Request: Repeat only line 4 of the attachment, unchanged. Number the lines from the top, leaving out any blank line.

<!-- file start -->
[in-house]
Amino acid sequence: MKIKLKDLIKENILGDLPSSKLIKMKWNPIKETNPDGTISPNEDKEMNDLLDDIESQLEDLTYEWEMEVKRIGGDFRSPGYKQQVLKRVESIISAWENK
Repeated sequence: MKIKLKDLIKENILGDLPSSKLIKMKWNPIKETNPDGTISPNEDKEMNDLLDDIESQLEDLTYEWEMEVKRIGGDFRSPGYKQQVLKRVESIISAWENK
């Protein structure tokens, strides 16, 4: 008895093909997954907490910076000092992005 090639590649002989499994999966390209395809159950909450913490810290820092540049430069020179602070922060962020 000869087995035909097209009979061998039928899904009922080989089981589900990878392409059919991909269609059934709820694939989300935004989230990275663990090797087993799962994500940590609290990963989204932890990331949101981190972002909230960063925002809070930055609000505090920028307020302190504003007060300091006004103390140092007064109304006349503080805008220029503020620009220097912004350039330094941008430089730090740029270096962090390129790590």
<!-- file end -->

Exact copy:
């Protein structure tokens, strides 16, 4: 008895093909997954907490910076000092992005 090639590649002989499994999966390209395809159950909450913490810290820092540049430069020179602070922060962020 000869087995035909097209009979061998039928899904009922080989089981589900990878392409059919991909269609059934709820694939989300935004989230990275663990090797087993799962994500940590609290990963989204932890990331949101981190972002909230960063925002809070930055609000505090920028307020302190504003007060300091006004103390140092007064109304006349503080805008220029503020620009220097912004350039330094941008430089730090740029270096962090390129790590």